Many people cover their plants only during the night when the temperatures dip to their lowest levels. The sheets can be closed just before sunset and then peeled back the following morning, once the temperature rises. This allows the sun to warm the soil.
2. Soak the Soil – Wet Soil is Better at Holding Heat
Watering the soil in the afternoon is another great technique to consider when learning how to protect plants from frost. Wet soil holds and retains heat better than dry soil, so this small step makes a genuine difference when it comes to preventing frost damage. This practice greatly enhances the benefits of covering plants, described above.
You can also place jugs of heated water near particular plants you want to protect. As the warm water loses heat, the soil and air around the plant will be warmed, protecting the plant in a gentle and indirect way. It’s a technique that’s certainly worth trying out in your garden.
3. Wrap Your Fruit Trees
Wrapping your fruit trees is the best way to protect them from frost. Frost can damage the bark of your trees, and fruit trees, in particular, are vulnerable. That’s because the bark on fruit trees is relatively thin and this makes it easier to split and break when the temperatures change during winter. Citrus trees, such as lemons, are particularly susceptible to damage.
Tree wrap, multiple layers of paper, cloth or even weatherproof material can be used to wrap them up. That extra layer of insulation should prevent any trunk problems arising and your fruit trees will be protected through the winter. You can wrap any other trees in your garden too, but it’s fruit trees that need the most protection.
4. Use a Layer of Mulch to Protect Low-Growing Strawberries
If you’re growing strawberry plants in your garden, finding a frost protection solution is key. Strawberries plants often hang quite low to the ground and are therefore vulnerable to frost during the winter. There are steps you can take to prevent the frost damaging your strawberry plants though.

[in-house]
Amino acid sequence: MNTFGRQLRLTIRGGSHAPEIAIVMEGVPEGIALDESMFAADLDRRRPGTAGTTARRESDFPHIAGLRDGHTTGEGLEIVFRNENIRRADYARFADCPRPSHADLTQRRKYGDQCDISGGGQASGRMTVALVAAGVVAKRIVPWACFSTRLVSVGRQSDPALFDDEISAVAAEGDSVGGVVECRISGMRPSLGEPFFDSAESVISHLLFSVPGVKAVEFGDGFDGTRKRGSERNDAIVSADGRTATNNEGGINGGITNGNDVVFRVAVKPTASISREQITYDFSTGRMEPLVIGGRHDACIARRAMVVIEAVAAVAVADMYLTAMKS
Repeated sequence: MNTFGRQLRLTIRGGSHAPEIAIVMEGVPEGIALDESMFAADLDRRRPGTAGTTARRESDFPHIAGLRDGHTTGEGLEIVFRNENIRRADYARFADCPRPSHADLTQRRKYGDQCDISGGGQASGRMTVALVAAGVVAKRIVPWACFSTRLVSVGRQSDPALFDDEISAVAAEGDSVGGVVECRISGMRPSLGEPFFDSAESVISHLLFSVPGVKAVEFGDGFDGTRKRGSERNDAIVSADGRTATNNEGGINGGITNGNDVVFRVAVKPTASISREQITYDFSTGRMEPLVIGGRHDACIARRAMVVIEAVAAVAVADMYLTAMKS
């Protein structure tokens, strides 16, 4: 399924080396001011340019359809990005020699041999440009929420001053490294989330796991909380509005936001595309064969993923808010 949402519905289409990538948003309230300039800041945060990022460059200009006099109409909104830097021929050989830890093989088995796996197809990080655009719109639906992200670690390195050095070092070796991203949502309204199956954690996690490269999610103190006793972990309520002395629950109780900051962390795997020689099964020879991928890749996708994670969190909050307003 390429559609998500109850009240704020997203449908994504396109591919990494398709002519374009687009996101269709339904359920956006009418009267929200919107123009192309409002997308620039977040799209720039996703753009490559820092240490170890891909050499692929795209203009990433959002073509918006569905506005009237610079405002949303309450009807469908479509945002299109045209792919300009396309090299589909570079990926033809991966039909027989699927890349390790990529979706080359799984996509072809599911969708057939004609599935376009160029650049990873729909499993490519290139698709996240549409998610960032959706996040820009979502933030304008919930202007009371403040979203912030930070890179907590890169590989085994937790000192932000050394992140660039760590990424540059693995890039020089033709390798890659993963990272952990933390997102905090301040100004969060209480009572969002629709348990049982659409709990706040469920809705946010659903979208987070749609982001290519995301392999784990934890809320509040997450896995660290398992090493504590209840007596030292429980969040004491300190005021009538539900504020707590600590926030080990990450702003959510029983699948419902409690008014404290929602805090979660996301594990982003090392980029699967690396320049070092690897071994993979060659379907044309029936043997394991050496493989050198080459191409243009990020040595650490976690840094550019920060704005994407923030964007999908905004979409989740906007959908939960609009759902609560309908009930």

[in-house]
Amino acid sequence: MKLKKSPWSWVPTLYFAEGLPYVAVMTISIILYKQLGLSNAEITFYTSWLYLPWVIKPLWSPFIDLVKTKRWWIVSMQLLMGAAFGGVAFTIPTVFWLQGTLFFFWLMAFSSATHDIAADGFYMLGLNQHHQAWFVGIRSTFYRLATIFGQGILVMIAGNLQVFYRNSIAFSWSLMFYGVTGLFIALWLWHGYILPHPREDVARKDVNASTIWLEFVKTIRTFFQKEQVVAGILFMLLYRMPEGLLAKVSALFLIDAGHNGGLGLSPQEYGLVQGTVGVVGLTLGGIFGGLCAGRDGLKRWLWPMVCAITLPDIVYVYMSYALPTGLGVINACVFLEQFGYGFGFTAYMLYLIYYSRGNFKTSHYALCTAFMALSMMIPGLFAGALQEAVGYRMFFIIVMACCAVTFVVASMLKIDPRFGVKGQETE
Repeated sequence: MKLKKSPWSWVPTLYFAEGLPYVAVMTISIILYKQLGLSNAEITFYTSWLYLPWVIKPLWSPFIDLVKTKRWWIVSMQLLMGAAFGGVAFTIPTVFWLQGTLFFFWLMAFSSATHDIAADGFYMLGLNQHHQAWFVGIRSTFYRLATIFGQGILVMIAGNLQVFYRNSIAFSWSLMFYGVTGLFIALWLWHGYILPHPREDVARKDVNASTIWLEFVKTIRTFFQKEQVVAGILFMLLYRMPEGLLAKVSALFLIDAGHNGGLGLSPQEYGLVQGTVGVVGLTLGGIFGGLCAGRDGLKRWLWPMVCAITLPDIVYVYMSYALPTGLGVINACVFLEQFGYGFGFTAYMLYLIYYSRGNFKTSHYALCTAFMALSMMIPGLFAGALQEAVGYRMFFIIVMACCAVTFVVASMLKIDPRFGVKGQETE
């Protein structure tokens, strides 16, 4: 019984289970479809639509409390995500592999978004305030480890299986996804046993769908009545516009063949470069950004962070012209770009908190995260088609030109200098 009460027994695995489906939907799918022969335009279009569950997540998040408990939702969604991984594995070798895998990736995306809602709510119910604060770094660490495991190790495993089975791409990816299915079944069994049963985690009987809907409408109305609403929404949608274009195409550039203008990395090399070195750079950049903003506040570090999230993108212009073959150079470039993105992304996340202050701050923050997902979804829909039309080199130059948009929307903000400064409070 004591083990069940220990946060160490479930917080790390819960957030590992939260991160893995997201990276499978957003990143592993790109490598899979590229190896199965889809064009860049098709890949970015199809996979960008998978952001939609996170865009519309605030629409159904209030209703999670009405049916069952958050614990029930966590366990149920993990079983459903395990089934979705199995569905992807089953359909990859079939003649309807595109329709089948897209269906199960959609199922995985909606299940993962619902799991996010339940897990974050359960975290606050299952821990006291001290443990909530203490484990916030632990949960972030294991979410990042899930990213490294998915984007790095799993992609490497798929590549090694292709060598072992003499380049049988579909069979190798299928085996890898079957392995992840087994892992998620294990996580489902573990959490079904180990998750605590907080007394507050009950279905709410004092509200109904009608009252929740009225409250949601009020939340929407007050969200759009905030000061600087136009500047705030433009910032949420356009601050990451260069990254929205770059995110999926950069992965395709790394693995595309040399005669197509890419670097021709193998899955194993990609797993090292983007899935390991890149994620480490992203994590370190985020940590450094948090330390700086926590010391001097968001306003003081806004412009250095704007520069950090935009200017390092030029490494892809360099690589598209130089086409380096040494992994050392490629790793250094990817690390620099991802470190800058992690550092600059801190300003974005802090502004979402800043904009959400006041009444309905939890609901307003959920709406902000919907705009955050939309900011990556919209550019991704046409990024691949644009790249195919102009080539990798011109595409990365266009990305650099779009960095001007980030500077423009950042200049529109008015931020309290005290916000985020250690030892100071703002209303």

One of the best ways to deal with this problem is to add a new layer of straw mulch to the ground where the strawberries are growing. You probably already have mulch around the plants. Now just completely cover the plants with another insulating layer. This coating will provide your strawberries with a protective blanket over the winter. In the spring, after the last frost, the mulch can be pulled back and spread around the plants.
5. Use a Cold Frame
Cold frames are a simple concept, but they’re very useful for implementing frost protection for plants. The cold frame is essentially a wooden or metal frame that sits over the plants and has a glass or similar transparent top. The clear top allows sunlight to penetrate and reach the plants within.
All of this means that the cold frame protects the plants from the cold and the frost, while still allowing for the sun to get through and warm the plants, providing them with the sunlight they need during the day. In short, the frost is kept at bay while the plants benefit from the sunlight.
6. Take Your Pots Indoors
Container grown plants are more prone to frost than those grown in the open ground. They do not have the benefit of the insulation provided by the soil and therefore the roots can freeze.
Potted plants that might be vulnerable in your garden should be moved inside, if a frost is expected. Make sure that their new temporary home is not too warm as a temperature shock can damage a plant. A garage or a shed is ideal.
You can move them once the temperatures start to reach the point at which frost develops, usually late afternoon. If the temperature is warm enough, move them outside again the following morning. The pots are easy to move around and by doing this your plants will be protected from temperature fluctuations.
What to Do When There is Frost Damage
You wake up in the morning and despite your best efforts you note that some plants have succumbed to the frost. What do you do?
Start by letting the plants thaw out naturally. Some will be black and withered and beyond saving; these should be dug up and discarded. Other plants may only have minor damage to some of the more tender growth; cut off the damaged leaves and the plant will often recover.
If trees or bushes have suffered damage, the affected parts should be left and not pruned until the spring. The injured limbs and foliage will continue to provide protection and warmth for the canopy of the plant. Often the damage will not have been as serious as first thought and new growth may appear.
As you can see, there are many steps that can be taken to ensure your vegetables, plants and fruit trees are kept safe from the frost during the colder months. Now is the time to start planning how you’re going to make sure that frost doesn’t become a problem for you in your edible garden this fall and through the winter.